The Monday after Peace, Love, Run 13.1 I was stricken with a stomach virus. I was in the bathroom 30 minutes after eating (Sorry if that was TMI). That joyousness lasted until Thursday night. To rest my body from that wonderful experience, I decided to take off the rest of the week. I have found that in the long run my body responds better if I take a couple of additional days off after symptoms from an illness have dissipated.

Then last week, we took a family vacation to visit my Dad in Atlantic Beach, North Carolina. I had every intention of packing up my running gear so that I run while I was down there. As I was packing, I decided to leave the gear at home. There's very few things that I love more than running. Spending time with my wife, children, and Dad happens to be one of them. So, I left the gear at home. That time with my family was time well spent. It truly was one of the best weeks of my life. I know! It is hard to believe I could have had such a great week without running being involved. I'm still boggled by that one.

Alas, that great week with my family at the beach had to end, and we headed home Saturday afternoon arriving home at 1:30 am on Sunday morning. With Sunday and Monday being non-running days for me, today was the first opportunity that I had to run, and it was all that I could think about all day. The run did not disappoint. Running up and down the hills in my neighborhood was like getting reacquainted with an old friend. Best of all, the temps were in the low 90s. It was totally awesome.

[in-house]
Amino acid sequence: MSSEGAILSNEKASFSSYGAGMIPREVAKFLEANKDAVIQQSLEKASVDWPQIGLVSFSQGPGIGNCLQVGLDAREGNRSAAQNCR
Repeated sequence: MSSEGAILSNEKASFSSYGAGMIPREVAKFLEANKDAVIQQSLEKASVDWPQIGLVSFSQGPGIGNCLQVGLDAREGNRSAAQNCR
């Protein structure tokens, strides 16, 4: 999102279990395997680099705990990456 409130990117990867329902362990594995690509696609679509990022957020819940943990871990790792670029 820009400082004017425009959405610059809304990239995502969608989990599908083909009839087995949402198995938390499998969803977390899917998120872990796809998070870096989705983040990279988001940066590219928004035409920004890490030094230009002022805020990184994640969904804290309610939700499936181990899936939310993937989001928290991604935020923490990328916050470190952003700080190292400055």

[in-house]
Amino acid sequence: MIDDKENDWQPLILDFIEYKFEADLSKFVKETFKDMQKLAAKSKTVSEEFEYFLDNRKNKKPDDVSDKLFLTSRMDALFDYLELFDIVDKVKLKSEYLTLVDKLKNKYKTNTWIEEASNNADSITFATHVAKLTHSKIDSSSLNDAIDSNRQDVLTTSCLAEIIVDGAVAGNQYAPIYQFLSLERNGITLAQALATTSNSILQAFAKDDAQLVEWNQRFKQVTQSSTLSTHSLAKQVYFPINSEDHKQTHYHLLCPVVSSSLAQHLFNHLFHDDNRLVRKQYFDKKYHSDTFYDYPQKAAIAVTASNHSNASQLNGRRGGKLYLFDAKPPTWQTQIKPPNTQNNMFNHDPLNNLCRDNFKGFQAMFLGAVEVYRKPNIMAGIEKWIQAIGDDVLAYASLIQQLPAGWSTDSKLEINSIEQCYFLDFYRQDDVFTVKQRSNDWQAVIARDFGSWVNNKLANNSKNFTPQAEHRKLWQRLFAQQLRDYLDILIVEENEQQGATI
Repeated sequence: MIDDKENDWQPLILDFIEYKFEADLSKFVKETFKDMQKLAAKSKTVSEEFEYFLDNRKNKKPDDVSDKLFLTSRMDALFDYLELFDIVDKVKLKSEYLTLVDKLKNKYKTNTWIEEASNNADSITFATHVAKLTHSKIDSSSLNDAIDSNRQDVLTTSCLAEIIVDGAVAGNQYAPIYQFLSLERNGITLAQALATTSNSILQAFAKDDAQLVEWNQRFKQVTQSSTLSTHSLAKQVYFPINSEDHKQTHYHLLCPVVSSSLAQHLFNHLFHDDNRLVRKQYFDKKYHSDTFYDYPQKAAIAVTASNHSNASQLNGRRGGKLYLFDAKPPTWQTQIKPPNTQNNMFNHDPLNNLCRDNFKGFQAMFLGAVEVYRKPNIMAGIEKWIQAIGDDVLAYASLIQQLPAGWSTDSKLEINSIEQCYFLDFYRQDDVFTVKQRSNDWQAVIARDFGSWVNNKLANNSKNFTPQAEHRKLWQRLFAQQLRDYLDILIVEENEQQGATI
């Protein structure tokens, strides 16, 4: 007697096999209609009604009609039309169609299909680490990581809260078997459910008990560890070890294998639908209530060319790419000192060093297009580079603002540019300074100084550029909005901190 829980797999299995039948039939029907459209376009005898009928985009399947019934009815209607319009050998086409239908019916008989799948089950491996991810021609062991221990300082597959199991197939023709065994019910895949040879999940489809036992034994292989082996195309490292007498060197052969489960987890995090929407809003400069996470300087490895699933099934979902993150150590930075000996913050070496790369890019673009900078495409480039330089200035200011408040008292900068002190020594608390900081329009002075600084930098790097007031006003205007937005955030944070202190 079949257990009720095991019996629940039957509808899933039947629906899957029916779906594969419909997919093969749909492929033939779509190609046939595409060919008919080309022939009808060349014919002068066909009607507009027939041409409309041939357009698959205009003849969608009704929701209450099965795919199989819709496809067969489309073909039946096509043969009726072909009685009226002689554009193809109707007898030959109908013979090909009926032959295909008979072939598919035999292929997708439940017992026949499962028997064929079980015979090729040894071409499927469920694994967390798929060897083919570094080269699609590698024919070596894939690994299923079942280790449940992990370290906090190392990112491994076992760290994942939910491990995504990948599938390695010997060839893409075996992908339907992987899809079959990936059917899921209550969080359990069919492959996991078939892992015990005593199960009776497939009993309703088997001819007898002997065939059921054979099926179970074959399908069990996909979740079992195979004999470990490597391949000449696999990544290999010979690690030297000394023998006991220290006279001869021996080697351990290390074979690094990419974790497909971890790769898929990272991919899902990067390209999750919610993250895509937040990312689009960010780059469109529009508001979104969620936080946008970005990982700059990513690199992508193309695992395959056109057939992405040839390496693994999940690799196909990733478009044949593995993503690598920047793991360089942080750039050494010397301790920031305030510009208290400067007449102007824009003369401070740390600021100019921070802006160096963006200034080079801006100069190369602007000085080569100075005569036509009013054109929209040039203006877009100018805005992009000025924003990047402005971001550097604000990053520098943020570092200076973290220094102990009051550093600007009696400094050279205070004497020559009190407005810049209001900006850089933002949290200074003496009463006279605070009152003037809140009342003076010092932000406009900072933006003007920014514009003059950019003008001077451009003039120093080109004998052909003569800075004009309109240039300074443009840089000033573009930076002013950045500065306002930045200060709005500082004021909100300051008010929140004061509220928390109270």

I have no intention of taking another two week hiatus for quite some time. However, I will be taking advantage of any rest days that I have between now and my next big race - the Hershey Half Marathon on October 21. That race is another reason why I think tonight's run felt so good. It was the official kick-off run for my fall race training. I am really upping my game this time by increasing the number of days per week I will be running and I am adding cross-training in the form of P90X. Here's to being back in my running shoes and embracing an intense training regimen.


Thursday, June 28, 2012

Why I Run

People ask me why I run (no one’s really asked me that, but I couldn’t come up with a better opening line.) Ok, let me rephrase that. If someone were to ask me why I run, I would give them five really good reasons. I run for the “Thrill of the Race,” Me Time, fitness, camaraderie, and one bonus reason. Sorry, you’re going to have to read to find out.

When I first started seriously running last year after a 10 plus year hiatus, it was as a result of the “Thrill of the Race.” I say seriously running because I would make attempts to start running again, but never stuck with it. That’s for another post. Back to last year. My brother had talked my wife and me into running the Shamrock Shuffle 5k race to take place on March 17, 2011. For my wife, who was part of a relay team running in the 2011 Pittsburgh Marathon, it would be a great training run. For me, it would be a way to get back into running. I’ll leave the details of this race for another post; but let’s just say after this race, I was hooked. It’s the anticipation of the start, the agony, I mean, joy of running the race, and the elation of crossing the finish line. As a writer, I should be able to describe the sensation; but I wouldn’t do it justice. If you haven’t run in a race, you’ll just have to go out and experience it for yourself to see what I mean. Since that fateful day in March, I have only run in six races – primarily because races alone do not drive me.